The message buses 302-310 provide multiple communications modes, including a decoupled communication mode between a message publisher and the subscribers to that bus. In this publish/subscribe mode, the publisher does not know anything about the message subscribers. The messages that pass over the buses 302-310 are preferably files in XML (extended markup language) format, that is, files that include self-described data fields. The subscribers receive messages based on an identified message field, e.g., a “topic” or “subject” field.
 The buses also provide another communications mode, the request/reply mode. In this mode, the message publisher includes a “reply” field in the message. The bus subscribers that receive the message (based on the “subject” field) process the message and send a response message with the contents of the original “reply” field in the “subject” field.
 The buses advantageously provide full location transparency. The bus software conveys the messages to all the suitable destinations, without any need for a central naming service. The preferred bus software employs daemon processes that run on each of the computers and that communicate between themselves using UDP (User Datagram Protocol) and fault-tolerant messaging techniques.
 The buses advantageously enable additional fault-tolerance techniques. Each of the components that communicate on a bus may have redundant “shadow” components that run in parallel with the primary component. Each of the components can receive the same messages and maintain the same state, so that if the primary component becomes unstable or “locks up,” one of the shadow components can take over without interruption. Alternatively, or in addition, the decoupled nature of the buses allows a component to be halted and restarted, without affecting other components of the application. This also provides a method for upgrading the software components without stopping the whole system.
 TIBCO Software, Inc. (www.tibco.com) provides adapters for most common software applications to allow them to communicate via message buses 302-310. In addition, they offer a software developer toolkit (“SDK”) that allows programmers to develop similar adapters for other applications. A configuration manager 312 in software 300 provides configuration of these adapters and the applications. The configuration of all the adapters and applications can be stored in a central repository and managed from that central location. As applications (and adapters) are started or reconfigured, their configuration information is retrieved from the central location. This mechanism may be used to preserve configuration information across multiple instances of software components as the processes crash, restart, terminate, and move to new hardware locations.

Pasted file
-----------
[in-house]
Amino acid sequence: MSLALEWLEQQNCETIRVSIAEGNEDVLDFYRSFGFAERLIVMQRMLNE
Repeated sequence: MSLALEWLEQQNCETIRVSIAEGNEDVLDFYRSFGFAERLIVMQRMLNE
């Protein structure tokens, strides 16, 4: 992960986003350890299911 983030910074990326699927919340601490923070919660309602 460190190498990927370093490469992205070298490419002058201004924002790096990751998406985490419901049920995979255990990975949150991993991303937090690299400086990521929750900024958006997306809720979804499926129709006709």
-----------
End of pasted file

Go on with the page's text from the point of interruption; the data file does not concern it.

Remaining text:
A process monitoring, or “watchdog” component 314 is also included in software 300 to monitor the execution of the other software components and to take action if a problem develops. The watchdog component may, for example, restart a component that has crashed, or move a component to a different computer if the processor load crosses a given threshold. An existing software component suitable for this purpose is available from TIBCO Software, Inc.
 The preferred watchdog component includes autonomous agents, running one per computer. On each computer, the agent monitors and controls all the components running on that computer. The agent receives data from “micro-agents” associated with the components. For example, each adapter may function as a micro-agent that feeds statistics to the local agent.
 The preferred watchdog component may further include a graphical user interface (“GUI”) application that discovers the location of the agents, subscribes to messages coming from the agents, allows a user to author or change the rules used by the agents, and implements termination, moving, and restarting of components when necessary.
 The watchdog component 314 and the configuration manager component 312 communicate with the various other components via bus 302, which carries configuration messages.
 Data Collection